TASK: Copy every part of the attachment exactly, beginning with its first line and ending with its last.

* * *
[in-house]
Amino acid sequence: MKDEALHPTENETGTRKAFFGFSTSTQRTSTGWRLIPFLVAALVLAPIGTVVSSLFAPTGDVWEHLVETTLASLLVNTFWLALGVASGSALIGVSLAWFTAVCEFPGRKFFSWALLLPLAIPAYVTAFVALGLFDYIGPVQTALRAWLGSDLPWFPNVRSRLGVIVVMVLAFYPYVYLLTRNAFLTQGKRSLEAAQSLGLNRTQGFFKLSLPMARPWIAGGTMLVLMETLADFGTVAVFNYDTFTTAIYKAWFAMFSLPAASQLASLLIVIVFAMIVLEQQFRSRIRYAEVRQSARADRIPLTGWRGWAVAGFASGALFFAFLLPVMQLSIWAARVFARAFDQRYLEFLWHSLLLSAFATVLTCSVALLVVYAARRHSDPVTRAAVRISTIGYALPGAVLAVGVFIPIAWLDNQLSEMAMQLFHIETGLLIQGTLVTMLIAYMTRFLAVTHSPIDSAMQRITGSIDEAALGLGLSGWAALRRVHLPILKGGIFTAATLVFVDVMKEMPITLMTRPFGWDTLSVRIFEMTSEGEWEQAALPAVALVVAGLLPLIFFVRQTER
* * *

[in-house]
Amino acid sequence: MKDEALHPTENETGTRKAFFGFSTSTQRTSTGWRLIPFLVAALVLAPIGTVVSSLFAPTGDVWEHLVETTLASLLVNTFWLALGVASGSALIGVSLAWFTAVCEFPGRKFFSWALLLPLAIPAYVTAFVALGLFDYIGPVQTALRAWLGSDLPWFPNVRSRLGVIVVMVLAFYPYVYLLTRNAFLTQGKRSLEAAQSLGLNRTQGFFKLSLPMARPWIAGGTMLVLMETLADFGTVAVFNYDTFTTAIYKAWFAMFSLPAASQLASLLIVIVFAMIVLEQQFRSRIRYAEVRQSARADRIPLTGWRGWAVAGFASGALFFAFLLPVMQLSIWAARVFARAFDQRYLEFLWHSLLLSAFATVLTCSVALLVVYAARRHSDPVTRAAVRISTIGYALPGAVLAVGVFIPIAWLDNQLSEMAMQLFHIETGLLIQGTLVTMLIAYMTRFLAVTHSPIDSAMQRITGSIDEAALGLGLSGWAALRRVHLPILKGGIFTAATLVFVDVMKEMPITLMTRPFGWDTLSVRIFEMTSEGEWEQAALPAVALVVAGLLPLIFFVRQTER